Ready for a live home birth streaming straight to your laptop? Is it an idea that's time has come or a case of TMI gone too far?
Dr. Nancy Salgueiro, a 32-year-old mom of two in Canada, who is expecting her third child any day now, plans to broadcast her natural birth over the Internet as part of a quest to help "women to see what normal, natural birth is like," she says in a YouTube video inviting viewers to sign up for the free feed that will go live when the big day arrives.
About 800 people have already signed up to watch, according to a CBC news report. Plans include Salgueiro giving birth at home in an inflatable birthing tub—her 2-year-old son will cut the umbilical cord.
Is this just an attempt to become some kind of natural birth reality star? Not all, says Salgueiro. The motivation, says the home birth advocate and practicing chiropractor, comes from the fact that "women and young girls used to be exposed to birth throughout their lives." This changed, she says, "when we took birth out of homes and moved it into the hospital we took away the generations of information handed down from one woman to the next."
Salgueiro hopes that by showing labor and delivery, from the first pangs of labor to the first few moments of bonding with her newborn, that she will help remove some of the mystery from childbirth—and correct misperceptions about birth as it is commonly portrayed on TV shows and in movies.
"The reason why I'm doing this is because in our culture we've created ... this visual image of what birth is," Salgueiro says, "and we don't know what to expect when we're going to give birth ... I feel it's really important for people to see the difference because birth is not what you see on TV. It can be, but it doesn't have to be like that."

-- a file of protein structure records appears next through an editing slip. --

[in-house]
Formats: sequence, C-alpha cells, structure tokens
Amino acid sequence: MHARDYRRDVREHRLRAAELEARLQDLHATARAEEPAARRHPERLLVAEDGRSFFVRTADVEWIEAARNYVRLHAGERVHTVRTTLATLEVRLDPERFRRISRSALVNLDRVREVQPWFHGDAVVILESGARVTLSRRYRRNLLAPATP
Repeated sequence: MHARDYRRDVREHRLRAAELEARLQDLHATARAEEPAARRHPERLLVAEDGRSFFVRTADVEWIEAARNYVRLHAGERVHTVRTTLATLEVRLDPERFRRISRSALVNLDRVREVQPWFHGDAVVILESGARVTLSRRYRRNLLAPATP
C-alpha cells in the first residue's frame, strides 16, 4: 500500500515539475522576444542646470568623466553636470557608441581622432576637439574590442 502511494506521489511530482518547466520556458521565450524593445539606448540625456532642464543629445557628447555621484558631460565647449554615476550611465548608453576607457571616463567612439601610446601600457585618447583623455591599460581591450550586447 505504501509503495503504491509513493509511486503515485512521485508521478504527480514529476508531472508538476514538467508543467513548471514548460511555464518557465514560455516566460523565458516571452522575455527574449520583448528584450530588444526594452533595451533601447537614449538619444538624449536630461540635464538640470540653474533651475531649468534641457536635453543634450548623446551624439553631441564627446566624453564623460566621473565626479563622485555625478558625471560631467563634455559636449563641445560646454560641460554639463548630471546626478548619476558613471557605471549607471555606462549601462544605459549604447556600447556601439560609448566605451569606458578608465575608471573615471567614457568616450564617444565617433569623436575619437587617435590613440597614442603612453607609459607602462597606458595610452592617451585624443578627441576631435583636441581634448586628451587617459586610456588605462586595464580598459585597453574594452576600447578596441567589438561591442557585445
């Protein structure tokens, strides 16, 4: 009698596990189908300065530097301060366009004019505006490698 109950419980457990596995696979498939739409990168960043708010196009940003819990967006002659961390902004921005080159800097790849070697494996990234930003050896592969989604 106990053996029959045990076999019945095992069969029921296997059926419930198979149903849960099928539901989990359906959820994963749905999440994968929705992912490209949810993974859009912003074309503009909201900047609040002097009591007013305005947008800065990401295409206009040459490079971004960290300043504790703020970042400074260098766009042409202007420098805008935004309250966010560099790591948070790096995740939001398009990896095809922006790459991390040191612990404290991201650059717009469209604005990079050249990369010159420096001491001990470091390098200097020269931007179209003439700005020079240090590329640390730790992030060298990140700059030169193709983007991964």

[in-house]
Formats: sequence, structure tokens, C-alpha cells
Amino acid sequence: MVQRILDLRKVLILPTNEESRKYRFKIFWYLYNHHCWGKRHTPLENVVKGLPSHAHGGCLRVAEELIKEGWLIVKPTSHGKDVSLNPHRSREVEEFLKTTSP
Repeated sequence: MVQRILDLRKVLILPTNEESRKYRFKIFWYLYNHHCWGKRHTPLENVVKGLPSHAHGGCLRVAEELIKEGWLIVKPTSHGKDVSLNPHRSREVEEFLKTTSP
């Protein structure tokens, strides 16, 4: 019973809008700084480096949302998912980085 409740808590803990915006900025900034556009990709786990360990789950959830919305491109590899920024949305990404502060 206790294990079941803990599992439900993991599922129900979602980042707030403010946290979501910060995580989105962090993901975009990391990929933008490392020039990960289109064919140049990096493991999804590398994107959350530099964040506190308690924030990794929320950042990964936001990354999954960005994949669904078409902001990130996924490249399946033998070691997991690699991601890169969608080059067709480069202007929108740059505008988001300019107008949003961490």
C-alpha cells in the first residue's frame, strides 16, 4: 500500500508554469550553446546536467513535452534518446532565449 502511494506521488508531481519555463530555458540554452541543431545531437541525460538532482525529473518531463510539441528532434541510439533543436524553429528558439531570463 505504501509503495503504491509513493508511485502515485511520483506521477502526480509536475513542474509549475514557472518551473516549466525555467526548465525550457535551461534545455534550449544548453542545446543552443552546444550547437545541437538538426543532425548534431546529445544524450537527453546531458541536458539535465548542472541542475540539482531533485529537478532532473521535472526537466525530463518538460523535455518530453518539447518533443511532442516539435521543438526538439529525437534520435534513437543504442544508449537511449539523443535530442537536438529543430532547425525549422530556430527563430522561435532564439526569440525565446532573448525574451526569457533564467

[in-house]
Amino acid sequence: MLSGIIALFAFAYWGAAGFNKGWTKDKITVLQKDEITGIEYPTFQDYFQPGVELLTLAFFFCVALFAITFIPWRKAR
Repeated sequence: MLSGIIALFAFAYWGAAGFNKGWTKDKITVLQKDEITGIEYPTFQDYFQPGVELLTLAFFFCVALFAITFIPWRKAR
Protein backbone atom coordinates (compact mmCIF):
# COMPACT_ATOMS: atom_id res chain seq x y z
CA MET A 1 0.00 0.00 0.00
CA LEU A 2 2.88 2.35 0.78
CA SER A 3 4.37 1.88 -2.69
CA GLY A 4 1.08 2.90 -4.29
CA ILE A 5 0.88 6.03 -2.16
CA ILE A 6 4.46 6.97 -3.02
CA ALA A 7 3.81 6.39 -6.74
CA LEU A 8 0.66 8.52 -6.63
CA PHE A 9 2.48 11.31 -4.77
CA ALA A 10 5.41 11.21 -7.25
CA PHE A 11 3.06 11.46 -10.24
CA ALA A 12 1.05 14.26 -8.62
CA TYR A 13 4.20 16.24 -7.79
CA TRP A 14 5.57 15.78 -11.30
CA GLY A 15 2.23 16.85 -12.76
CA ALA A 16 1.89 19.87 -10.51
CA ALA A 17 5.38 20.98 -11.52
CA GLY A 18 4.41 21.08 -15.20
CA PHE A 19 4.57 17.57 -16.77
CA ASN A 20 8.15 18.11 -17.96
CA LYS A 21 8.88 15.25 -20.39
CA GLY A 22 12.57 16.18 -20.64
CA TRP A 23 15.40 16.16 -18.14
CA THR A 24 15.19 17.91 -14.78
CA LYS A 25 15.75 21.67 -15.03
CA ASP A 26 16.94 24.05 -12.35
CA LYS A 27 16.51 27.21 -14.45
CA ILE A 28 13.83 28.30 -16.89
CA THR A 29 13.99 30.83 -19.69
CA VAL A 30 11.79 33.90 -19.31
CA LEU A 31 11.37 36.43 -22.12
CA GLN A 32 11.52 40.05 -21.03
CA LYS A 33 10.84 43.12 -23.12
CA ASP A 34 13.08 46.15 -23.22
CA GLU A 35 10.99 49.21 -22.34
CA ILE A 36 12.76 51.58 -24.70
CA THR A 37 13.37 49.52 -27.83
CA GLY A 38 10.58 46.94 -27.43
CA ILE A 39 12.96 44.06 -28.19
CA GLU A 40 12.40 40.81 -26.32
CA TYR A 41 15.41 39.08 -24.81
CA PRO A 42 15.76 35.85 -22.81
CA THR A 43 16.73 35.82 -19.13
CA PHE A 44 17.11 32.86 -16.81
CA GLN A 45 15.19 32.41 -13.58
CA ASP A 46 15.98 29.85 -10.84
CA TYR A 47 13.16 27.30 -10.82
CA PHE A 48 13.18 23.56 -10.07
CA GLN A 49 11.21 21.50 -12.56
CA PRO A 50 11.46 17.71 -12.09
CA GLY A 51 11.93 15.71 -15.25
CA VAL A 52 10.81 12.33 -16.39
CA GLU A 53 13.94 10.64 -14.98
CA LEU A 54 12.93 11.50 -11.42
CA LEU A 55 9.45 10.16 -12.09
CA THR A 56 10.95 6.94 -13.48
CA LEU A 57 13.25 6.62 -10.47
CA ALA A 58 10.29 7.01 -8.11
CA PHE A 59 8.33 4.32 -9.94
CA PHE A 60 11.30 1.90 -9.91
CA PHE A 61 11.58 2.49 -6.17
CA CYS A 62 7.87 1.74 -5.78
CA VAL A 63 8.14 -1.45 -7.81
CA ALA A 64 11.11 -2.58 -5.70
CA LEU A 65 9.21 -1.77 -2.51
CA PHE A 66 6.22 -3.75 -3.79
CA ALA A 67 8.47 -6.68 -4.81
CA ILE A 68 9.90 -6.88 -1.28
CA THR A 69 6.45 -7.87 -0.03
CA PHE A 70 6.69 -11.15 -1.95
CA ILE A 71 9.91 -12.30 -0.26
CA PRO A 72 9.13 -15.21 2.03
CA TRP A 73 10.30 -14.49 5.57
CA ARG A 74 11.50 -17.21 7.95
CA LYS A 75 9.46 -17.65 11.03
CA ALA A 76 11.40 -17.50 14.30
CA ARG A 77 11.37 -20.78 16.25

Although she's made and distributed videotapes of her previous births, CBC reports, and there a wide variety of YouTube videos already dedicated to natural births, Salgueiro says that being able to check in on the entire process, not just the point where the baby enters the world, is what makes her live video stream so unique.
Feedback has been divided. Negative comments on her YouTube invitation and Facebook page accuse the mom of everything from exhibitionism to removing the last private arena from the world to being "gross" and downright irresponsible. Some of the comments? "What happens if something goes wrong during the birth?" "Is she looking for sponsors?"
But at least one mom who plans to watch took time to write a note of appreciation: "I am 2 1/2 months pregnant with my first, and planning a home birth with this baby. I think this is wonderful and empowering, and you are very brave."